About

I live in a village in Cambridgeshire with my beautiful wife and bestest mate Lynn. I have two amazing sons, a wonderful daughter-in-law and three adorable grandchildren.

I’ve worked in advertising most of my life, including twenty-nine years at international media planning and buying independent Fox Media, which I founded in 1990. I still own and operate some websites; for instance, The UK Sponsorship Database, a site which features sponsorship news and opportunities and which I launched in May 2000.

Before I started Fox Media, I worked at quite a few London ad. agencies, including Y&R, McCann-Erickson and Leo Burnett, planning media strategies and spending multi-million pound budget for household name brands in sectors such as food, finance, travel, pharmaceuticals, motors, cosmetics, computers and many more. I was a partner at Washer Fox in central London, which amongst other things relieved Saatchi & Saatchi of their IBM business, before merging with the seven agency GGK Europe network. I was Group Media Director there for a couple of years before moving to Cambridgeshire and setting up Fox Media in 1989; it traded until I opted for semi-retirement in 2019. I’ve had quite a lot of stuff published in advertising trade journals.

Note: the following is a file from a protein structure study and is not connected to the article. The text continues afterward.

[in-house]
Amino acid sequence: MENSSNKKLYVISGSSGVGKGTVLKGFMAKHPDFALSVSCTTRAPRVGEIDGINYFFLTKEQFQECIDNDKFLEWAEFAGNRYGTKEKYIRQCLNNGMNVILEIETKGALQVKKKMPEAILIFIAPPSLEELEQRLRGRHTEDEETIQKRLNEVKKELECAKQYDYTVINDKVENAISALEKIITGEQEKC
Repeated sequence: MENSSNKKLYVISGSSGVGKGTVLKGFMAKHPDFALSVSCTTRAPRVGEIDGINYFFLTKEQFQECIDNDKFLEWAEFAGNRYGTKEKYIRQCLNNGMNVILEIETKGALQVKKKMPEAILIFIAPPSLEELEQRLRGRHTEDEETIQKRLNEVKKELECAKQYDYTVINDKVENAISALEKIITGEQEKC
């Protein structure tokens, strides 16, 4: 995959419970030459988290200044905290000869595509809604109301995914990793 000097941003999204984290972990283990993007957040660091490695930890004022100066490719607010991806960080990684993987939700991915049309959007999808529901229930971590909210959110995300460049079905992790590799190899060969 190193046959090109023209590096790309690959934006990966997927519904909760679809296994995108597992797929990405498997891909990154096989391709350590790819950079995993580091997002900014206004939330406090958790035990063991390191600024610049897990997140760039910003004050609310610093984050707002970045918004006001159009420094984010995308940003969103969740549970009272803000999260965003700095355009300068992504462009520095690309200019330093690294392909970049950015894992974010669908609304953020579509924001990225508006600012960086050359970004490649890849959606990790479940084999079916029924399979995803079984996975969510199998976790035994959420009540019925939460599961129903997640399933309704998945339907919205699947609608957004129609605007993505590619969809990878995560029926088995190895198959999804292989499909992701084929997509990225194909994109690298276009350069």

Until recently I was a frequently broadcaster on the Periscope app., singing and playing cover versions of well-known pop songs or my own compositions. You can listen to my 12-track album Through To You and other compositions (with some videos) at www.foxmedia.co.uk.

My Twitter account is at @reynardo98.

I have a Facebook page for my music at https://www.facebook.com/richard.fox.223.

Likes: gardening, Cardiff City, playing drums/guitar/keyboard, composing/recording, documentaries, parsnips, astronomy, reading, writing.

Dislikes: blood sports, raw cheese, racism, abroad, rap, Donald Trump, tinned pears, clickbait.

MA Lit. (Open); BA (Hons) Humanities.

Always available to comment on media and sponsorship developments; and, well, anything else too really.